SINGAPORE (Nikkei Markets) -- Singapore's core exports grew slightly below expectations in July but shipments of electronics accelerated, bolstering the outlook for the year.
According to data from trade agency International Enterprise Singapore released Thursday, non-oil domestic exports, or NODX, expanded by 8.5% in July from a year ago, slower than June's 8.8% pace. Most economists estimated key exports to grow 9.1% in July.
Electronics remained a star performer with shipments rising 16.3% year-on-year in July, much faster than June's 5.4% gain. Integrated circuits, PC parts and disk media products contributed most to the rise, IE said.
However, non-electronic exports grew just 5.2% on-year in the month, compared with a 10.1% rise in June, damped by pharmaceuticals.
According to brokerage Maybank Kim Eng, pharmaceutical shipments hit an eight-year low after plunging 54% on-year in July, hurting exports to the European Union.
On a month-on-month seasonally adjusted basis, core exports shrank 2.5% to total 14.2 billion Singapore dollars ($10.4 billion) in July, following June's 2.2% decline.
Singapore tracks non-oil exports as they provide a better gauge of economic activity. This is because prices of refined oil products tend to be volatile, while total exports include the billions of dollars of goods produced elsewhere that are shipped through Singapore's mega container port.
"Exports and trade continue to drive the growth recovery, with early signs that the momentum is holding up well in the third quarter," Maybank's Chua Hak Bin and Lee Ju Ye wrote in a report following Thursday's data. "Electronics exports and re-export trade appear to be strengthening, not waning," they added.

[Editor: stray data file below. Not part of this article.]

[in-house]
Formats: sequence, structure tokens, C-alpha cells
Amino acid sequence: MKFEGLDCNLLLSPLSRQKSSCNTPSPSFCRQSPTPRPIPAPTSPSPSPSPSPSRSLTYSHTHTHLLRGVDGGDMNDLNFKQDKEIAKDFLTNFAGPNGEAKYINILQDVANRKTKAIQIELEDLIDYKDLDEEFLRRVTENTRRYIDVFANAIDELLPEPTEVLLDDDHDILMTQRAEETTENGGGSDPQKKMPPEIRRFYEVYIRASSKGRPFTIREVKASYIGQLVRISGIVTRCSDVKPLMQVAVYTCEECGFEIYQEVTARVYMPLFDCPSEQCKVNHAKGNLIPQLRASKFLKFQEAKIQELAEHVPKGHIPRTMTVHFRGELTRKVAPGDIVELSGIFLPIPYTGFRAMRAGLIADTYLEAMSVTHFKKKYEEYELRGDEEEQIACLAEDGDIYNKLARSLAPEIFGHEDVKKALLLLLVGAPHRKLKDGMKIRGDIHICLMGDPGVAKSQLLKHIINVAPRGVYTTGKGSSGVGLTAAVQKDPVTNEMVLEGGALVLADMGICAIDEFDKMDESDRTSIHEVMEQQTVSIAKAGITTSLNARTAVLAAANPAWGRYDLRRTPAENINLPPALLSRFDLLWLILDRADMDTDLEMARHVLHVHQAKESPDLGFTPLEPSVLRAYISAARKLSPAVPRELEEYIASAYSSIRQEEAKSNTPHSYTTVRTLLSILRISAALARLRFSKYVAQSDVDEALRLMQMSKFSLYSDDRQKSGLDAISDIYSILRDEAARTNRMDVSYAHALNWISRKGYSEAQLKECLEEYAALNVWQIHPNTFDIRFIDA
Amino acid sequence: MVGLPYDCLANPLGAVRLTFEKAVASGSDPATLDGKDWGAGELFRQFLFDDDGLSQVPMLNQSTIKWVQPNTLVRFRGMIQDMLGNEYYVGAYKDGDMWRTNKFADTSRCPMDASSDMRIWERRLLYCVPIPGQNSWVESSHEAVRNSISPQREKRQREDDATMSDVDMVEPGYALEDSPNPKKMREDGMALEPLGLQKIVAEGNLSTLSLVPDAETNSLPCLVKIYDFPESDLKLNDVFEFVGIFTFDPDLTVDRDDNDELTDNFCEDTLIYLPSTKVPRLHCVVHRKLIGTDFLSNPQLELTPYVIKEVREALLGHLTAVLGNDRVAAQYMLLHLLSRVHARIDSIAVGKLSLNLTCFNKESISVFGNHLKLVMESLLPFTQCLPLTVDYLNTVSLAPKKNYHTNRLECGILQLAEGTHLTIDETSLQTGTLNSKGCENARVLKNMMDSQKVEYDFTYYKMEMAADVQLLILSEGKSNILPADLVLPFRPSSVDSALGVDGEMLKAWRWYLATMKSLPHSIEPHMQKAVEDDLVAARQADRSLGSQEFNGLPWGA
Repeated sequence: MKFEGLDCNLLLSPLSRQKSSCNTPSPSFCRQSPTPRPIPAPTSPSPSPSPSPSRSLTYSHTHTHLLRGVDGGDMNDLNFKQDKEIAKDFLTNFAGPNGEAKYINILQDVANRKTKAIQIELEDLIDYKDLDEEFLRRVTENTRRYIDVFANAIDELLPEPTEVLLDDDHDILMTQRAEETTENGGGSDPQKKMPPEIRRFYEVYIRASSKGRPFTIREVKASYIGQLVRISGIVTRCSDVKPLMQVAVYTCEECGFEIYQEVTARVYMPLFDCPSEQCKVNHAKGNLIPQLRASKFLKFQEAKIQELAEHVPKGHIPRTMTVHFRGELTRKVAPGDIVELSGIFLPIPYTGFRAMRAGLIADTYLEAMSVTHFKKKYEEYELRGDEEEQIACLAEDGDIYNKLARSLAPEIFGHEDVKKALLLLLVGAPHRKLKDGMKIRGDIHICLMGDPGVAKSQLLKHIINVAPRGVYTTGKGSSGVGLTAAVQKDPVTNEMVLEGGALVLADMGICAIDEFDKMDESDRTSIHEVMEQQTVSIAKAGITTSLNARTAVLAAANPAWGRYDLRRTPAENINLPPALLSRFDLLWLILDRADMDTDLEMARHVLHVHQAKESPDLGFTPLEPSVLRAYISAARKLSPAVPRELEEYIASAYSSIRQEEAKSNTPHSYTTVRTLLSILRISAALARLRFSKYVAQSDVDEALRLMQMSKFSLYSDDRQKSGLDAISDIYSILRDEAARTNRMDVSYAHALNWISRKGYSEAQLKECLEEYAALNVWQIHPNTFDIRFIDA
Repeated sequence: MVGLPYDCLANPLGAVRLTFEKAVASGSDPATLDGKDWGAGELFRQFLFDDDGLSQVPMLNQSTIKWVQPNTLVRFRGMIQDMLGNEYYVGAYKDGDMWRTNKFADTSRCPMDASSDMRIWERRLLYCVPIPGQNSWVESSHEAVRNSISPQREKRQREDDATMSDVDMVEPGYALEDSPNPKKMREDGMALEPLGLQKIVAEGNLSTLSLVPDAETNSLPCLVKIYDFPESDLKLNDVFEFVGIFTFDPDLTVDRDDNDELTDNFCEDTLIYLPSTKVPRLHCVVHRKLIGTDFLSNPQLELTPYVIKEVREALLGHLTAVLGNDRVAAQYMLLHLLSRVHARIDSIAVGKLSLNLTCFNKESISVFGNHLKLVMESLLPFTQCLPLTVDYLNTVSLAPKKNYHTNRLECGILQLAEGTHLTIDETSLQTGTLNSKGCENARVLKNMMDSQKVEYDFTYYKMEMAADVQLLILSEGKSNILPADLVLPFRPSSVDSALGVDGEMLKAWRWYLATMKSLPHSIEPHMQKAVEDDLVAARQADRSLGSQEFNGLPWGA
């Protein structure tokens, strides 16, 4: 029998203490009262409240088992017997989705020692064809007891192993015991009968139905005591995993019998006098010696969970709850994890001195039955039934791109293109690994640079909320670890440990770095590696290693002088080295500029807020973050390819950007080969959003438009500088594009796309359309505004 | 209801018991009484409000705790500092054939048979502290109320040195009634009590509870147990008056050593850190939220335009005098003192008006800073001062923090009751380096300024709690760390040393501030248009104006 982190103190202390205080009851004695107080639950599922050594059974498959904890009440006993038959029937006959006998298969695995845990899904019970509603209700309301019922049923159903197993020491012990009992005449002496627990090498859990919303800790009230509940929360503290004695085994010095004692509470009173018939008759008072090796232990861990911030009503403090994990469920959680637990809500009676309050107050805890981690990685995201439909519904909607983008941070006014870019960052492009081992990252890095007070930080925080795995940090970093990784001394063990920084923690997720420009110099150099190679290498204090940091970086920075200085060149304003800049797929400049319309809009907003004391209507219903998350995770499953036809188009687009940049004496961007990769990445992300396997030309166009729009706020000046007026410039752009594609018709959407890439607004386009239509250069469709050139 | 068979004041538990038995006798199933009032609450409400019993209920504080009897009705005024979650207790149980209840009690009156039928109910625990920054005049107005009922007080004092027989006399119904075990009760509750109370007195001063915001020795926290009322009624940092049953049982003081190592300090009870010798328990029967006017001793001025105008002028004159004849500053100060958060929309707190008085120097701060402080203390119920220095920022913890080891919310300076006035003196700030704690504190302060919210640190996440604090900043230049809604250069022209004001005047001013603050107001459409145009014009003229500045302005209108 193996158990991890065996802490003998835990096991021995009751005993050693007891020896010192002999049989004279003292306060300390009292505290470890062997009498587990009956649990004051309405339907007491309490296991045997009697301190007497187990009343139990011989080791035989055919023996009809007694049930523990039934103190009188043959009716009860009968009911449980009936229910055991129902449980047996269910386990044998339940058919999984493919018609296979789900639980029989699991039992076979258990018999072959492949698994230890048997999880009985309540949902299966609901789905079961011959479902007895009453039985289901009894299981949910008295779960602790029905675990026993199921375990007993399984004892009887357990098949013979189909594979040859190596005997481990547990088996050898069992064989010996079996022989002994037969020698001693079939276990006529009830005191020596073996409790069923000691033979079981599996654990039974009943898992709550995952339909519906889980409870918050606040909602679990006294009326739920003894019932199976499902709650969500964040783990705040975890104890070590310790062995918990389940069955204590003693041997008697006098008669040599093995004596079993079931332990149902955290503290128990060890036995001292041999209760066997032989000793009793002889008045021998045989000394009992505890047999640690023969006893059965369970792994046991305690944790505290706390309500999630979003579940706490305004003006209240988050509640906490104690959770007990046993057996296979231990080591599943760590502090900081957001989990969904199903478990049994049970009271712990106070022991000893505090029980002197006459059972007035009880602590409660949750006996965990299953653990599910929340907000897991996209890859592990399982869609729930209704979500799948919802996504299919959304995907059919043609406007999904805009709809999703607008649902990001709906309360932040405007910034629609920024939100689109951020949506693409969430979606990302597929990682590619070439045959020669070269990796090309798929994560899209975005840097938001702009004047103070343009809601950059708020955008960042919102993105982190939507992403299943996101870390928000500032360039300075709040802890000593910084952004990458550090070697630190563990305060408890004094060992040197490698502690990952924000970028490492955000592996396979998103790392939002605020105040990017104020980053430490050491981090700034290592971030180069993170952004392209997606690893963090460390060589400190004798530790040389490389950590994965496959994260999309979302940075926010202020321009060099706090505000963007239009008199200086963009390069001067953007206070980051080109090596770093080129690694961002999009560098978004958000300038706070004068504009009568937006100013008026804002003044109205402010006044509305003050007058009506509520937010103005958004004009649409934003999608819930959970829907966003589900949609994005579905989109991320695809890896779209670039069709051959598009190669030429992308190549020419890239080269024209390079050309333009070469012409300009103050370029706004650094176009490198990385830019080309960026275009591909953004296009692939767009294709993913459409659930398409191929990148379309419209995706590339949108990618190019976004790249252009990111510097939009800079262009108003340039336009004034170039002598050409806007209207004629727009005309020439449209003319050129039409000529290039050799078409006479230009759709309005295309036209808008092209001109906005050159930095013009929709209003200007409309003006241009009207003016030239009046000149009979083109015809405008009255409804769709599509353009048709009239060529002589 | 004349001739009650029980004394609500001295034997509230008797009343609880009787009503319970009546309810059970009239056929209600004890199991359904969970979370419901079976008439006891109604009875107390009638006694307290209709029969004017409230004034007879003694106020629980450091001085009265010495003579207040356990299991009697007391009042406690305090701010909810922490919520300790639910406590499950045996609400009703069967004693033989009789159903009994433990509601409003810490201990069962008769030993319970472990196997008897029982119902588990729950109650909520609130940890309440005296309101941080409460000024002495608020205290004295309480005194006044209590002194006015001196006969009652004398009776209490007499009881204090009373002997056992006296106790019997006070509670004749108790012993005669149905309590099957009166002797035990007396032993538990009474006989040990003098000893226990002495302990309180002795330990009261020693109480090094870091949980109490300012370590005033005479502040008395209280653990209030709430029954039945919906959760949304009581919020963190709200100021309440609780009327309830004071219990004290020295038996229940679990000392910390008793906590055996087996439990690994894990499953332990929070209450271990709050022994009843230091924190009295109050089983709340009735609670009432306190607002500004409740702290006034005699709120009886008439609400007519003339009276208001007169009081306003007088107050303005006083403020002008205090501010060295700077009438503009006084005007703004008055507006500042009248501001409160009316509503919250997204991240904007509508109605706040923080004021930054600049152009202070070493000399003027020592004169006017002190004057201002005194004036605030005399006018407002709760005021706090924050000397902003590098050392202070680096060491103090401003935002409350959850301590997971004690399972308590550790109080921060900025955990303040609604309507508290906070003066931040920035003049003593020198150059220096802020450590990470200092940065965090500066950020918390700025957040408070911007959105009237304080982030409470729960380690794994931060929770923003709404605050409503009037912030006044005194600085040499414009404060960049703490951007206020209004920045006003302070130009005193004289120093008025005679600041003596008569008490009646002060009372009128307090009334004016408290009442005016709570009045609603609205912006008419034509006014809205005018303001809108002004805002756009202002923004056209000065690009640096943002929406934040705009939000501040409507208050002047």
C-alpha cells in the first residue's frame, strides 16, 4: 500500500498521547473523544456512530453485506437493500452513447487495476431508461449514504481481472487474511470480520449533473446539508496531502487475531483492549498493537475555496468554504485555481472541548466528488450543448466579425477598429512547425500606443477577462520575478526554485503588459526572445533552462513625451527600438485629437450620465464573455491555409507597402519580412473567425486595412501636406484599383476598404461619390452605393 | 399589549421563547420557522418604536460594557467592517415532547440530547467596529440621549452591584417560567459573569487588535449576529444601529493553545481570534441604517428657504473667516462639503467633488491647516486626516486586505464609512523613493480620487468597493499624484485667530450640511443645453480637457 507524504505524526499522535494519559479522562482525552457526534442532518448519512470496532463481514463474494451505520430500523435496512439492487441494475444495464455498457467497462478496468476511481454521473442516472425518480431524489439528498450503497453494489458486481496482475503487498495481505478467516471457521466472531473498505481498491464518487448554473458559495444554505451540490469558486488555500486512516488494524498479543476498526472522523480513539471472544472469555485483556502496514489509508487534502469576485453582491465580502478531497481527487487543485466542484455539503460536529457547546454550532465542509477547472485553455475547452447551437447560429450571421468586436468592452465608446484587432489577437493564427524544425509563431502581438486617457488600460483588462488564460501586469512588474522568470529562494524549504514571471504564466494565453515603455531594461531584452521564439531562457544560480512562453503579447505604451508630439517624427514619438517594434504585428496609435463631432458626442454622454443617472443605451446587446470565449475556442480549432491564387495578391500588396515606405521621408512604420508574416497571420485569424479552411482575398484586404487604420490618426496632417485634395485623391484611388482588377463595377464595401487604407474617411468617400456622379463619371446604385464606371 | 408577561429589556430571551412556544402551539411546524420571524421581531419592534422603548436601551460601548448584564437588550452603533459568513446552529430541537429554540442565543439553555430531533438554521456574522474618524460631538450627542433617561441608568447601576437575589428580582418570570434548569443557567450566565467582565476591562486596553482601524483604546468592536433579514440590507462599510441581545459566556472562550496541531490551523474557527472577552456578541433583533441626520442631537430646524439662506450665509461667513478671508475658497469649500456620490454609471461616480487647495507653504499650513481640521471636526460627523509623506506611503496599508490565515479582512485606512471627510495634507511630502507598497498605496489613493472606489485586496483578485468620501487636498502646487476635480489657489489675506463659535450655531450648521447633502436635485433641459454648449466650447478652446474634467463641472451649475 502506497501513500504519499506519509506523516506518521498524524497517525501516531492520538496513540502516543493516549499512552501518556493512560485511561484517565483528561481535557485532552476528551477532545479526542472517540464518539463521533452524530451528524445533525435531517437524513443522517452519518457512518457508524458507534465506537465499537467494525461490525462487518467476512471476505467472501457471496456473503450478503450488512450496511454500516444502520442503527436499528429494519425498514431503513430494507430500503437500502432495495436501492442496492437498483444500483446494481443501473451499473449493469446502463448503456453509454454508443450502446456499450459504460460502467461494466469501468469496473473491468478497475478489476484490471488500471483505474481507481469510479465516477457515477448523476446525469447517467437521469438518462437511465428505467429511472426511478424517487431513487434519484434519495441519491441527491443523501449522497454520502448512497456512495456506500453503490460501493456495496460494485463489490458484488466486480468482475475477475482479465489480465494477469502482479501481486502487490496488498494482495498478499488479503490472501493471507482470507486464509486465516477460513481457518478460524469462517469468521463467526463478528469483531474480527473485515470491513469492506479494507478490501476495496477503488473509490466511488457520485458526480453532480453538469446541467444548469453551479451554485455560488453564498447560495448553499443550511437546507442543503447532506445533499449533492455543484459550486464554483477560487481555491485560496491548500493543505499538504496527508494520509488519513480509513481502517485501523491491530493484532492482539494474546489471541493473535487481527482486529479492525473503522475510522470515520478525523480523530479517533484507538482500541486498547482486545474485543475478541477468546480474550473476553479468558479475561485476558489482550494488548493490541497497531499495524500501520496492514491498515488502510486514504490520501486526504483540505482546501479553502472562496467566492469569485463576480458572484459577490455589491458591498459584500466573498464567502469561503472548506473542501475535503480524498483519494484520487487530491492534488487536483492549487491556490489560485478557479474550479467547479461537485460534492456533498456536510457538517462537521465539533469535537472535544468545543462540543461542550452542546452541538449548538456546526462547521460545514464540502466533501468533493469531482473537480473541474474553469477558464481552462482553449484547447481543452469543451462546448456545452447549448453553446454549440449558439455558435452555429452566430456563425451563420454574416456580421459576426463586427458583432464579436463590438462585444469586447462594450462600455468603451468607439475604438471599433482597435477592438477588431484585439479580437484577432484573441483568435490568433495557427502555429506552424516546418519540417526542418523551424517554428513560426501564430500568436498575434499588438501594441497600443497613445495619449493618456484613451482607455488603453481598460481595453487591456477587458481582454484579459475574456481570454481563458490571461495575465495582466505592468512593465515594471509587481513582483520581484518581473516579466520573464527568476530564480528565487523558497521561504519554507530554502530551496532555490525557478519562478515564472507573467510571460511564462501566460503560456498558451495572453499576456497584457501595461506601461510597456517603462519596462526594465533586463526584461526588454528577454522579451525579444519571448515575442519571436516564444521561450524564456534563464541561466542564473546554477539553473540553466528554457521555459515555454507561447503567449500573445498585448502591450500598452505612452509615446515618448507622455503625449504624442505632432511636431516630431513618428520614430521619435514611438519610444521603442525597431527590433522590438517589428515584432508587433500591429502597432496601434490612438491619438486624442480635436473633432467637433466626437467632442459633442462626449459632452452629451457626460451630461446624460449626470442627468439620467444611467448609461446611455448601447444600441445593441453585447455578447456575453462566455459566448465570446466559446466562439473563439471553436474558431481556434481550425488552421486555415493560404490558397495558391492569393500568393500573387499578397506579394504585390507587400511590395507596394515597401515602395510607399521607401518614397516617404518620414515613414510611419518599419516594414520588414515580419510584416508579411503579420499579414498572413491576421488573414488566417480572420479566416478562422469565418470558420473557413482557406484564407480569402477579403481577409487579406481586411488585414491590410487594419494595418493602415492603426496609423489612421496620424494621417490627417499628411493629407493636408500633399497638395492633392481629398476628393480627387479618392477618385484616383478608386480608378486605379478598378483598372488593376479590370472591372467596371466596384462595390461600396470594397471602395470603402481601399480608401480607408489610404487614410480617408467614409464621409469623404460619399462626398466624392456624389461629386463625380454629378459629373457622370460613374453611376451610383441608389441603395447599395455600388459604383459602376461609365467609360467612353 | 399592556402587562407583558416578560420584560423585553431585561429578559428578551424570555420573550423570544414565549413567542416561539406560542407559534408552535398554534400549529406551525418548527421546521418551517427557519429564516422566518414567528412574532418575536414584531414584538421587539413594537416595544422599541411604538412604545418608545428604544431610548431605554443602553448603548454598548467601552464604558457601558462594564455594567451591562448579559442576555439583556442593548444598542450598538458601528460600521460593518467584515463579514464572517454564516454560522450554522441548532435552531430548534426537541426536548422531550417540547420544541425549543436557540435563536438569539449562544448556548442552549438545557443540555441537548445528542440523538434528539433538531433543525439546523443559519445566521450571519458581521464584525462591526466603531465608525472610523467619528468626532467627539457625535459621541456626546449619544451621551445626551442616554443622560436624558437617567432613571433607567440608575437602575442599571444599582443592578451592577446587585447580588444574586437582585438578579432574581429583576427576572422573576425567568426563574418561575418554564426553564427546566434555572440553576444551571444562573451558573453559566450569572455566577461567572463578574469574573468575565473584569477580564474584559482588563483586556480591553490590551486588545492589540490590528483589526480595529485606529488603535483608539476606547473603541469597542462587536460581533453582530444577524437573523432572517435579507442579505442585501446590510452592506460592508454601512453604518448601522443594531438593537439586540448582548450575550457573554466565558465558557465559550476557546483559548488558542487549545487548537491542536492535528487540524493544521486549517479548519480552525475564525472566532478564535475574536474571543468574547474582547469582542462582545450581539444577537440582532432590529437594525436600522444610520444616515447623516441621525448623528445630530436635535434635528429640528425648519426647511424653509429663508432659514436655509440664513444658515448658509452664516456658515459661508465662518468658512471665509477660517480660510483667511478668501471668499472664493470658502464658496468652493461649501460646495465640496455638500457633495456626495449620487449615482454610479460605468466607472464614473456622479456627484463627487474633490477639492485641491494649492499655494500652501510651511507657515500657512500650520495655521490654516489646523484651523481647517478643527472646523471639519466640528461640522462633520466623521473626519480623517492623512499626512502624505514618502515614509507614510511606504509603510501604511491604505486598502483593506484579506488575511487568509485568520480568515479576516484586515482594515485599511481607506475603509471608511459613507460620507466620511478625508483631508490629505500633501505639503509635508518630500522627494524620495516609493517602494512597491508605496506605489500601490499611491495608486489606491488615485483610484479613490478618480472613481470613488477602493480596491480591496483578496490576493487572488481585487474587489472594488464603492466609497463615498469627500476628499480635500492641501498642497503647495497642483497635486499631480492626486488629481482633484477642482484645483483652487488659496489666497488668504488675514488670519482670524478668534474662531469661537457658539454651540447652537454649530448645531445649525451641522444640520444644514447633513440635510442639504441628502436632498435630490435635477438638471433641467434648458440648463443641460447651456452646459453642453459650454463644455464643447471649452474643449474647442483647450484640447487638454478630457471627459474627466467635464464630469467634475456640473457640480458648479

Shipments to most major markets grew in July. Those to China, Singapore's biggest market, rose 21% on-year while shipments to Thailand surged 55% and those to South Korea rose 45%. However, exports to the EU tumbled 22% on-year, worse than the 3.3% fall in June, while shipments to the U.S. fell 5.9% after staying flat the previous month.
Singapore's trade-driven economy, in particular its electronics and precision engineering sector, has benefited in recent months from the growing demand for semiconductor manufacturing equipment.
Gross domestic product grew 2.9% in the second quarter, the government said last week, above its initial estimate of 2.5%. Economists pointed to the strong growth in services as evidence that the benefits of the trade-driven recovery were beginning to flow to other areas of the economy.
Meanwhile, IE Singapore has narrowed its forecast range for non-oil exports growth this year to 5%-6% from 4%-6% earlier.
Thursday's data showed non-oil re-exports, or NORX, a proxy for wholesale trade services, rose 17.5% on-year in July, after the 8.3% expansion in June. Shipments of both electronic and non-electronic re-exports increased, IE Singapore said.
Looking ahead, economists expect external demand to support growth although United Overseas Bank warns that the current electronics cycle could be coming to an end with the rolling out of the next wave of smartphones, likely in the second half. Moreover, the expected slower growth in China could pose some risks to Singapore's NODX growth in the months ahead, the bank said in a report.
Maybank's Chua and Lee see strength in exports continuing in the third quarter and a moderation in the last two months of the year due to the high base effect. They expect GDP growth above 3% in the third quarter and forecast full-year growth at 3%.